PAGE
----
Review: Inside Out (Pete Docter, 2015, U.S.A)

Inside Out is the latest 3D animated gem from the Pixar mind. When I first heard about the idea for this film I had imagined it being a more fun, less expository Inception-esque venture. The film is more fun (and more funny) than Inception and contains a lot less on-the-nose ‘zzzz’ exposition, and the narrative idea behind the two films –making external the internal emotional journey of the protagonist – is essentially the same, but beyond this the comparisons end. I’ll admit now that I am biased towards mind-centric narratives and that Inside Out was already lighting up quite a few pleasure centres before I ever saw it. However, after watching, my admiration and appreciation for it comes from a completely different place.

Inside Out’s main chunk of narrative follows a few days in the life of Riley, an eleven year-old girl who has recently moved with her family to San Francisco from Minnesota, being forced to leave behind a life that she is content with. What sets this film apart from others with a similarly bland set-up is that we are privy to the world and machinations of five semi-anthropomorphic manifestations of Riley’s different emotions that exist in her head – Joy, Sadness, Anger, Fear and Disgust, who are the real principal cast of the film. These emotions man an interface that allows them complete control over how Riley responds to the external world. The only aspect of their existence that they don’t know how to manage is how to work together with each other – and herein lies the central conflict. The world they inhabit is equally as nuanced and charming as the five emotions; with surroundings ranging from the library of Long Term Memory, to the canyon of the Subconscious, and a literal Train of Thought.  

An integral mechanism within the outside-in world the emotions inhabit is the allocation, retrieval and viewing of memories. Onscreen the memories take the shape of marbles and are coloured depending on which emotion is most strongly associated with that memory. However, the marbles emotional affiliations are not fixed, the same memory can become associated with any of Riley’s characterised emotions. The viewing of memories leads to both difficult and hilarious scenes – my favourite being the visualisation of what really happens when we get an annoying song stuck in our head. The film doesn’t consist entirely of a representation of Riley’s head – we also take two brief dips into her parents’ machinations, which provides some adult-centric comic relief.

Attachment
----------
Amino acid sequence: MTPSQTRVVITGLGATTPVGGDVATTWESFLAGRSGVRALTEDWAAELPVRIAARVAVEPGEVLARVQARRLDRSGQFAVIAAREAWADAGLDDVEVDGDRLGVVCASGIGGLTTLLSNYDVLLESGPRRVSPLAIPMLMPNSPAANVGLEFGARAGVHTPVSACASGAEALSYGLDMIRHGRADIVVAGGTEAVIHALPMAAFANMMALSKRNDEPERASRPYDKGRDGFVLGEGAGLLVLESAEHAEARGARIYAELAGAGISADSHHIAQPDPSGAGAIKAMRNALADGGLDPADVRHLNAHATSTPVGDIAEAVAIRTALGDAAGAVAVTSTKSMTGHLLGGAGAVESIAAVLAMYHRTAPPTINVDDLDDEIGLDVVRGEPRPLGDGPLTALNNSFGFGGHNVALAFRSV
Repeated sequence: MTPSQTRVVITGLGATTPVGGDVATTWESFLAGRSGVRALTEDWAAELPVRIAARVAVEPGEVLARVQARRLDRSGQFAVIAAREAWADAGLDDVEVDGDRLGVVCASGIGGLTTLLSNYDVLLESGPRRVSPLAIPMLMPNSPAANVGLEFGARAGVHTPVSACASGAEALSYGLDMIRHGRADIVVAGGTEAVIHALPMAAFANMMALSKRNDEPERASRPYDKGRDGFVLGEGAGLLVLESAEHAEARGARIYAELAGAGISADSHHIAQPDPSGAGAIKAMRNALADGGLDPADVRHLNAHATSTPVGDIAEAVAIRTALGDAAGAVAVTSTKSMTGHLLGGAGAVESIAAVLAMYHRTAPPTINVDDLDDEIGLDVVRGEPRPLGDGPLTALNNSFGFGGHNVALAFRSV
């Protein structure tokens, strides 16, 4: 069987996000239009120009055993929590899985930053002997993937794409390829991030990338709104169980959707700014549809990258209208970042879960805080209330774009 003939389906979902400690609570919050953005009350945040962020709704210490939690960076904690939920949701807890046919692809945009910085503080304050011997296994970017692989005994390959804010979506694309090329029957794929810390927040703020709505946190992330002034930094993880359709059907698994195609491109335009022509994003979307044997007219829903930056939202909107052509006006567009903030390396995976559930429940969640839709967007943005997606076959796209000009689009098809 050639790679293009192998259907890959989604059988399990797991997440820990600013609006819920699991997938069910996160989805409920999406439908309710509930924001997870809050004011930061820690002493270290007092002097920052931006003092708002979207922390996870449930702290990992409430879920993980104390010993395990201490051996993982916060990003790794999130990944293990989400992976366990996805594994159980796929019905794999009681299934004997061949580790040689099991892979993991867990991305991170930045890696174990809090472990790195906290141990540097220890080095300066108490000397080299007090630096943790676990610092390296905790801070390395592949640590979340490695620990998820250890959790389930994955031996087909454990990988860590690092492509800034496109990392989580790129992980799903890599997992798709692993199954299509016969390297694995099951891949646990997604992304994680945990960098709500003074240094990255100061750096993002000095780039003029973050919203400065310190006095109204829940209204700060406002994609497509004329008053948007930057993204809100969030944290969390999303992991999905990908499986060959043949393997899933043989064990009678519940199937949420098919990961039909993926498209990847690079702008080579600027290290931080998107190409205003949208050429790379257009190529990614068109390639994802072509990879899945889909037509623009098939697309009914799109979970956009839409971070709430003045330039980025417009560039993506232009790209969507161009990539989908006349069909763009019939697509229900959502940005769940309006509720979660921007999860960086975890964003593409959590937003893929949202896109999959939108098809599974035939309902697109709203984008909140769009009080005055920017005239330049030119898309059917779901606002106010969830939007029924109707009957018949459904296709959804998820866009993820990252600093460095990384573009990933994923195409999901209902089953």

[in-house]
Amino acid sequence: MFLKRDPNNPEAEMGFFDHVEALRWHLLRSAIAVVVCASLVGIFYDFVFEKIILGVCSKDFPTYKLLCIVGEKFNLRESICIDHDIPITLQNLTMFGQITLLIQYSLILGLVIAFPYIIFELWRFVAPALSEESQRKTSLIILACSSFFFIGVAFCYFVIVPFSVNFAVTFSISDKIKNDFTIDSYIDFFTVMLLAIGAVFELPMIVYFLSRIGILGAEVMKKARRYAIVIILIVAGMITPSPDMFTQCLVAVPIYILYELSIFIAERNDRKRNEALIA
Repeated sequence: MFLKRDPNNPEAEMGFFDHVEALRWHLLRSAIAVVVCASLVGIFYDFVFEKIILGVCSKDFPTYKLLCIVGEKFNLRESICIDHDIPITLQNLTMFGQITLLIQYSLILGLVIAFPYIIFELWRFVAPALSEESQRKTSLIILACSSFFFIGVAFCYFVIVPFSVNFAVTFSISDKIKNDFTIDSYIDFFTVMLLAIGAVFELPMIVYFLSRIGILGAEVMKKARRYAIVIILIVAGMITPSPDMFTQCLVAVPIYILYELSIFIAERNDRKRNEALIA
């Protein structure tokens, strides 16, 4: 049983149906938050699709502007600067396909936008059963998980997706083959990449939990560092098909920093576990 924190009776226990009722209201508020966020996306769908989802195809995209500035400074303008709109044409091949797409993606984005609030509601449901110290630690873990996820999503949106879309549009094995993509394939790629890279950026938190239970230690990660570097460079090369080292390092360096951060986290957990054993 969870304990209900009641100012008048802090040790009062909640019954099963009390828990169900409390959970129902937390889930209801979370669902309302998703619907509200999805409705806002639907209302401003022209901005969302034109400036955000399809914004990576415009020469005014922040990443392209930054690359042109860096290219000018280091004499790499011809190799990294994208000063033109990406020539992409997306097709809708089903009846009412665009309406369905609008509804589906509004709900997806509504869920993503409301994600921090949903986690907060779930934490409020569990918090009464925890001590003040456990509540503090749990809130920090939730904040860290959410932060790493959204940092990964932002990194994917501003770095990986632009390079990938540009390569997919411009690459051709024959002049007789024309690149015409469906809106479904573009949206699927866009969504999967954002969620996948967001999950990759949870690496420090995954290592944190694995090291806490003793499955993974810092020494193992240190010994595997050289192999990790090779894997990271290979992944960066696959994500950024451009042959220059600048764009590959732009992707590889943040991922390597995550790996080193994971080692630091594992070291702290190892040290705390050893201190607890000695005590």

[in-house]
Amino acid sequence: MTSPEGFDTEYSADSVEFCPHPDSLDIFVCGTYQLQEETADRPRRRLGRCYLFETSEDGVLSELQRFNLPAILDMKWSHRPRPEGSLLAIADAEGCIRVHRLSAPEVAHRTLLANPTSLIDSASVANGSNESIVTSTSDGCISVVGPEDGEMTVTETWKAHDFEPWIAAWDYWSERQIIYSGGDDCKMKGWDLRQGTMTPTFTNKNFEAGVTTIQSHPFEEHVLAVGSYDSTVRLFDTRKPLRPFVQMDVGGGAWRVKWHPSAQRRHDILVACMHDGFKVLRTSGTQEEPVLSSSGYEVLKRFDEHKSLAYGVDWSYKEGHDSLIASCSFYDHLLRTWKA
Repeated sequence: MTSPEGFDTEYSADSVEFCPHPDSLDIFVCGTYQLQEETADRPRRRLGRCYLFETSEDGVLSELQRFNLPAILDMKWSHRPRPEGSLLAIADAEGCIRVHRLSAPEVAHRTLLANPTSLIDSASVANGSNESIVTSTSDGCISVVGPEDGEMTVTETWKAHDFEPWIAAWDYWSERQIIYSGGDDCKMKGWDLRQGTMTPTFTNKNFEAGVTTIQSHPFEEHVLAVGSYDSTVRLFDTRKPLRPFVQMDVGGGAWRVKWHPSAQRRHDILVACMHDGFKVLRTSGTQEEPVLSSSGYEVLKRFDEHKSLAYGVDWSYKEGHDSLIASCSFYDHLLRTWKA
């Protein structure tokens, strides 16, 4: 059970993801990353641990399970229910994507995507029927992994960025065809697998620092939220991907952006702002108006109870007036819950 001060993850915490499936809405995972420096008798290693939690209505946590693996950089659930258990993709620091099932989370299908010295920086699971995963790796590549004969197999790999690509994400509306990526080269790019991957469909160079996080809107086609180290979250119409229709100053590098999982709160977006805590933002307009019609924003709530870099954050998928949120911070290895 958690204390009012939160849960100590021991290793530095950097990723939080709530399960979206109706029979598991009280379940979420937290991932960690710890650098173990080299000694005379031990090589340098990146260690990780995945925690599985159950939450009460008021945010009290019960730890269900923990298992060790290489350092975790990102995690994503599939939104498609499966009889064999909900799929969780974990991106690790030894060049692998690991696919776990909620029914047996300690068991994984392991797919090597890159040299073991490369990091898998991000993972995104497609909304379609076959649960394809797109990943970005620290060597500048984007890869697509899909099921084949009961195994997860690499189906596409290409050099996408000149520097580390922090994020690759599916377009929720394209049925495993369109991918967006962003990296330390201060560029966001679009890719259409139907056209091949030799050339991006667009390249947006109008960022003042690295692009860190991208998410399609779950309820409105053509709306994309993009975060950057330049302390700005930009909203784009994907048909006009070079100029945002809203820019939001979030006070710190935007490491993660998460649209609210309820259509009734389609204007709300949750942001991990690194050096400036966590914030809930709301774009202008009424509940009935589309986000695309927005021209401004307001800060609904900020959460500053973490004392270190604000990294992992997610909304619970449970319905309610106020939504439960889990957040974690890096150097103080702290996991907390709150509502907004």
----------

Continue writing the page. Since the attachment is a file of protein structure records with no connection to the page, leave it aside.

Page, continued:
As is the norm with Pixar animations, both children and adults alike can enjoy this, but I can’t help but feel like this was meant for adults more than children. Beyond all the visual jokes and puns that are completely aimed at adults, the scope and range of ideas explored touches that of mental and cognitive processes. You can’t watch this without contemplating the nature of Schizophrenia. You also can’t watch it without relating to the tantrums you may have thrown as a child and how your parents approached you about them, forcing you to think about your reactions to the same. Where Adventure Time is amazing at helping kids relate to and understand their own complex psychologies, I feel like Inside Out is similarly skilled at helping us as adults relate to children’s psychologies, by reminding us of what is was like for us at that age.

However, the greater commentary at play here is relevant for everyone. Never have I seen a film that so fervently displays a pro-expression stance and illustrates the dangers inherent in repression of thoughts, feelings, experiences and perceptions. Which means it’s the type of film I have waited my entire life to see. The context of this story may be limited to a young girl and her parents, but it isn’t hard to extrapolate the situation and apply it to friends, family and ourselves. It’s the type of film that wants us to foster a greater sense of compassion, understanding and openness between each other, and within ourselves, for the benefit of us all. Don’t “fold”. If you don’t journey within, you go without.

Written by Samuel Ruthjen

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